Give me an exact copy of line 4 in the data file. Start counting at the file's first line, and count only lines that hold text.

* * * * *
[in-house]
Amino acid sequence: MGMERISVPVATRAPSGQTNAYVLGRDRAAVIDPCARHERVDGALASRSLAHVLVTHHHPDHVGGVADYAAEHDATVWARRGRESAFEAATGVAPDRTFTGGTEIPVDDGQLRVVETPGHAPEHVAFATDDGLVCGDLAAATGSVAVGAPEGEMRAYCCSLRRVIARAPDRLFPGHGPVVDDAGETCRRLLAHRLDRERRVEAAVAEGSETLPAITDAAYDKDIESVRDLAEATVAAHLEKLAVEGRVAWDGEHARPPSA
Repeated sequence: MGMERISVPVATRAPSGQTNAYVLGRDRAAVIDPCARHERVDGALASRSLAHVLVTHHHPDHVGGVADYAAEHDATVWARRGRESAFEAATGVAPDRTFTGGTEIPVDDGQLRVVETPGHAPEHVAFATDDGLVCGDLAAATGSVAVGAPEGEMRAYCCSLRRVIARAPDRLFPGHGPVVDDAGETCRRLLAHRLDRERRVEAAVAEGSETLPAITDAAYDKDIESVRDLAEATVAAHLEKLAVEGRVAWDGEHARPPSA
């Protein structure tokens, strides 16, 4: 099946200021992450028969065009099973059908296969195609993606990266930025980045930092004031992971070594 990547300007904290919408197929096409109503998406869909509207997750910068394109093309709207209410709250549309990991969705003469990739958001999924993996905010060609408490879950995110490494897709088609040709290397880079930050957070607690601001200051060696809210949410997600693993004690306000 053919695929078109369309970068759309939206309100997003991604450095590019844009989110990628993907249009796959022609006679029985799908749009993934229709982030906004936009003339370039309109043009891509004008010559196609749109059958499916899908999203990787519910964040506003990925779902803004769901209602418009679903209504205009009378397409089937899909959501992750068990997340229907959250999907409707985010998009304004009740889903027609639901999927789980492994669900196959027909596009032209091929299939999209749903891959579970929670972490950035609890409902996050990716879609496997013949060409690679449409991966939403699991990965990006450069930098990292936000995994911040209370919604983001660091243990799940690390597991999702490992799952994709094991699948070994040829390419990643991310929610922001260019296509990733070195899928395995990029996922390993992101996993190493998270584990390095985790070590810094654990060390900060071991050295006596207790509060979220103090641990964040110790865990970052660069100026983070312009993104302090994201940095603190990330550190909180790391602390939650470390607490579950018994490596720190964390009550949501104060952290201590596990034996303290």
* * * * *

């Protein structure tokens, strides 16, 4: 099946200021992450028969065009099973059908296969195609993606990266930025980045930092004031992971070594 990547300007904290919408197929096409109503998406869909509207997750910068394109093309709207209410709250549309990991969705003469990739958001999924993996905010060609408490879950995110490494897709088609040709290397880079930050957070607690601001200051060696809210949410997600693993004690306000 053919695929078109369309970068759309939206309100997003991604450095590019844009989110990628993907249009796959022609006679029985799908749009993934229709982030906004936009003339370039309109043009891509004008010559196609749109059958499916899908999203990787519910964040506003990925779902803004769901209602418009679903209504205009009378397409089937899909959501992750068990997340229907959250999907409707985010998009304004009740889903027609639901999927789980492994669900196959027909596009032209091929299939999209749903891959579970929670972490950035609890409902996050990716879609496997013949060409690679449409991966939403699991990965990006450069930098990292936000995994911040209370919604983001660091243990799940690390597991999702490992799952994709094991699948070994040829390419990643991310929610922001260019296509990733070195899928395995990029996922390993992101996993190493998270584990390095985790070590810094654990060390900060071991050295006596207790509060979220103090641990964040110790865990970052660069100026983070312009993104302090994201940095603190990330550190909180790391602390939650470390607490579950018994490596720190964390009550949501104060952290201590596990034996303290």